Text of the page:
A Cure Worse Than the Disease

Prophet Statesmen, J. Reuben Clark Jr.

We must be on guard against any plan which will make it unlawful for children to work under proper conditions, and that would place in the hands of the Federal Government the task and the right to take care of our children’s leisure time. Our government with its liberty and free institutions will not long survive a government trained and supervised youth. The experience of ancient and modern nations amply proves this. Such a youth can be a revolutionary machine of the most perfect precision, and we are already started along the way. Some who promote and foster such schemes have it in mind that our government shall not survive.

Of a kind with this scheme is that which takes our youth into great Federal concentration camps for the alleged purpose of giving them work on the plea that this is better than idleness. Work is better than idleness; all human experience proves this. But here also the cure applied is in some respects worse than the disease. For passing by the threatened ill of the potential religious, moral, and political infectious character of such concentration camps, which may not be ignored, such camps have this added ill; they take the youth at his most impressionable age, and accustom him to the idea that the government is to give him both a living and amusement, which idea soon ripens into the belief that the government owes him both. Nothing can be more destructive of loyal citizenship as we have pictured it, than a government-owned citizenry, which makes a mockery of the free ballot, and digs the grave of liberty.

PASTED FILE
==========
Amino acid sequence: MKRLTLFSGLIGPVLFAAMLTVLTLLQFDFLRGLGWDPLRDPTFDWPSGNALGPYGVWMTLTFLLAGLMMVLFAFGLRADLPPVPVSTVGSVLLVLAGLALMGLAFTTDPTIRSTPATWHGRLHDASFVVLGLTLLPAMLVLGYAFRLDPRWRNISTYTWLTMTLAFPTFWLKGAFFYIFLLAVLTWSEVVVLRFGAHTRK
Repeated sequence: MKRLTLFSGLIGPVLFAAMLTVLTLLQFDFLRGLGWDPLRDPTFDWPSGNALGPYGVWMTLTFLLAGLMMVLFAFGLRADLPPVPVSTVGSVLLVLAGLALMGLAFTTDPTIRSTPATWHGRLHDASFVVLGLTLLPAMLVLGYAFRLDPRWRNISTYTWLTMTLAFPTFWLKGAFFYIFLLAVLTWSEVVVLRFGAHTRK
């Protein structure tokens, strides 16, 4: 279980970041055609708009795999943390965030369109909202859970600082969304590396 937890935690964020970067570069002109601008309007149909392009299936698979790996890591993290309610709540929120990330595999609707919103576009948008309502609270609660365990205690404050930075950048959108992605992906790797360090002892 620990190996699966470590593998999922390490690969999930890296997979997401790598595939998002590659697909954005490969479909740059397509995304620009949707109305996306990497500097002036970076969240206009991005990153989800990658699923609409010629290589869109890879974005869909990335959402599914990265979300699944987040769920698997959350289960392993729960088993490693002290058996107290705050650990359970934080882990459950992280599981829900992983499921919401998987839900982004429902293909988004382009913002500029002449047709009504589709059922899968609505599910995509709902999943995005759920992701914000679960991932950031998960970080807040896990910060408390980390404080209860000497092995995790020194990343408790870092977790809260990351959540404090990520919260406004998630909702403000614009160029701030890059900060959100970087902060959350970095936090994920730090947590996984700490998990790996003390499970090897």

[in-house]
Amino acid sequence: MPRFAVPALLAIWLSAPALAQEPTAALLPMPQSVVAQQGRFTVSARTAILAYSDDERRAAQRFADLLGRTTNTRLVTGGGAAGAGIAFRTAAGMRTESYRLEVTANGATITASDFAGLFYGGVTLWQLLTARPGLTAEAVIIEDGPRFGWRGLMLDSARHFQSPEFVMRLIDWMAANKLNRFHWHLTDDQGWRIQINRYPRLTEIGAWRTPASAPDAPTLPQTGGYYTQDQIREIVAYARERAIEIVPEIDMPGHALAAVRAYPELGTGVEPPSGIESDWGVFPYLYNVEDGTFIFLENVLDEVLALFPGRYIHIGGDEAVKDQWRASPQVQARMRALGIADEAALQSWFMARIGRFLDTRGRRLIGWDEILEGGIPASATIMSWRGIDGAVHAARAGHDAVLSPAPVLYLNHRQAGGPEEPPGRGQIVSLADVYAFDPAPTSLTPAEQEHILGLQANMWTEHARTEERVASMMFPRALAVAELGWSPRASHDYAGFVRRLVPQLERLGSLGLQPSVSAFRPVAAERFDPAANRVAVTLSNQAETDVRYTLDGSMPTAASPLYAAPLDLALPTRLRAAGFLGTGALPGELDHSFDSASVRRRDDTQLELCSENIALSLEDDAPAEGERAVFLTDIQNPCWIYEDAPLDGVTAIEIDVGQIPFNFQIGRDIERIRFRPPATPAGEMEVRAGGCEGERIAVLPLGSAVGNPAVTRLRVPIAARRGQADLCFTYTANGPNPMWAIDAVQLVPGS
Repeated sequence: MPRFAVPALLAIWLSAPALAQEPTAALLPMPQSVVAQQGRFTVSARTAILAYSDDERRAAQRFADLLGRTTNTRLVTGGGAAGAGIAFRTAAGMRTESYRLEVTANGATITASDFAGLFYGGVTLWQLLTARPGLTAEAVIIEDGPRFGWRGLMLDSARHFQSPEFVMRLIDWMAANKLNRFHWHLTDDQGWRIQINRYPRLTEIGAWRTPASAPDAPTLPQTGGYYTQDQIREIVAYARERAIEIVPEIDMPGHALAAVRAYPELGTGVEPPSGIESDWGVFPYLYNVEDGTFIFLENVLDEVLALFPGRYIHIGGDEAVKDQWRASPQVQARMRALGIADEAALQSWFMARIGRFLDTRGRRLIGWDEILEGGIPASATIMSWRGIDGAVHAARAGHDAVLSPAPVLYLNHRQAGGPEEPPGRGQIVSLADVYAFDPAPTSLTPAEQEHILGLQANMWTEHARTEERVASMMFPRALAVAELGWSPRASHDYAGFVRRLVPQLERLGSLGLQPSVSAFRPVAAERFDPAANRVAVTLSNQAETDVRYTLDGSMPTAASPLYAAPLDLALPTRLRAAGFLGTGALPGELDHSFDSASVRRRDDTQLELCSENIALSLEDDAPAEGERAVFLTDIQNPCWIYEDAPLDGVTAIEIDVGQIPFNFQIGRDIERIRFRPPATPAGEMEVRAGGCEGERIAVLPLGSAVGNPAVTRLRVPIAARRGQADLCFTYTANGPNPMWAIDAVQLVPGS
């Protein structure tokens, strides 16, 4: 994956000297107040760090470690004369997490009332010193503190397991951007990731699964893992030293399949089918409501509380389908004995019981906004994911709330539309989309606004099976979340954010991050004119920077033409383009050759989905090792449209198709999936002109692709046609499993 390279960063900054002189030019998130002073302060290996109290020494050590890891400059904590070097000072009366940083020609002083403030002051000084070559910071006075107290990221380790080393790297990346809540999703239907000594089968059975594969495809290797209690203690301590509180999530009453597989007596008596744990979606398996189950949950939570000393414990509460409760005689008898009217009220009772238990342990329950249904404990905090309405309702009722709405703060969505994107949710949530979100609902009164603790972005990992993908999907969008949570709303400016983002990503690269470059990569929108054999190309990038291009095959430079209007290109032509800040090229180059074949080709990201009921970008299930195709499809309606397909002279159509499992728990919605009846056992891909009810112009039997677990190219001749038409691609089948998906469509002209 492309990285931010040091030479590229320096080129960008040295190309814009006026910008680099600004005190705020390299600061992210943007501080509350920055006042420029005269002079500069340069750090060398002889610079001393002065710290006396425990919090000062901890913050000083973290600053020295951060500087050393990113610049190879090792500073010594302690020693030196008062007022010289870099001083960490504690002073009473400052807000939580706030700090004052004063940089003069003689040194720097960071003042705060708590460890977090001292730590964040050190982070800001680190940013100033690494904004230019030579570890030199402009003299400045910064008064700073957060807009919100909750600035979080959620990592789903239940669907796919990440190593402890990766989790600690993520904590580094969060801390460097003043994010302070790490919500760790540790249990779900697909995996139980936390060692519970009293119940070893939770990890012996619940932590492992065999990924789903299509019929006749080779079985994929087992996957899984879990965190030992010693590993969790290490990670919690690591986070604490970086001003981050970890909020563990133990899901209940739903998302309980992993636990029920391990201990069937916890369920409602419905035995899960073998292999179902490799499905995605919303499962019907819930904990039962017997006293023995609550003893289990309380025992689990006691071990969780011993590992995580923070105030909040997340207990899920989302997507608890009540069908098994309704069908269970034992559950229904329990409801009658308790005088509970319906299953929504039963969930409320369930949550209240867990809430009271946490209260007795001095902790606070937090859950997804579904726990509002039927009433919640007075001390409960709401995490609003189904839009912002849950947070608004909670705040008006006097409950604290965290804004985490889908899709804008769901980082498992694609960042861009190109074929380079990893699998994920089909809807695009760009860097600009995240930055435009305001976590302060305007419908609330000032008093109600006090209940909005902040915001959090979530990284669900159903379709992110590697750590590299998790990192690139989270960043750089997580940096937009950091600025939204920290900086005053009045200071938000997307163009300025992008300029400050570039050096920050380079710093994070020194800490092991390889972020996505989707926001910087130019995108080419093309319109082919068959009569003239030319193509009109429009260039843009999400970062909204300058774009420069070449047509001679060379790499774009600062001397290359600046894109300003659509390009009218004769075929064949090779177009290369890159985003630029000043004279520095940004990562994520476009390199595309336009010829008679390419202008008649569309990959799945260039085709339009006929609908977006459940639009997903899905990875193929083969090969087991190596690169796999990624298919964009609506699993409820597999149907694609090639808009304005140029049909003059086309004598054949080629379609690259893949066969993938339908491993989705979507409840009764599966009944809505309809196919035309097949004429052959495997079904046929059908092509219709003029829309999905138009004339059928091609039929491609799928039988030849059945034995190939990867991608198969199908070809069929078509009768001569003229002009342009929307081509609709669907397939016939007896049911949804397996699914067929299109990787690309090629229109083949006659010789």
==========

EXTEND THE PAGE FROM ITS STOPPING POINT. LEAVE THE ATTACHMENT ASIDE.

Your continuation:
Source: J. Reuben Clark Jr., LDS Church News, June 15, 1940. J. Reuben Clark Jr. (1871–1961), served as a mem­ber of the First Pres­i­dency of The Church of Jesus Christ of Latter-day Saints, 1931–1961. Prior to his full-time church ser­vice he was assis­tant solic­i­tor to the State Depart­ment, worked in the Attor­ney General’s office, Under Sec­re­tary of State, the author of the clas­sic study, the “Clark Mem­o­ran­dum on the Mon­roe Doc­trine” and U.S. ambas­sador to Mex­ico. Among those who knew his work best, J. Reuben Clark was rec­og­nized as the fore­most con­sti­tu­tional scholar of the 20th Century.

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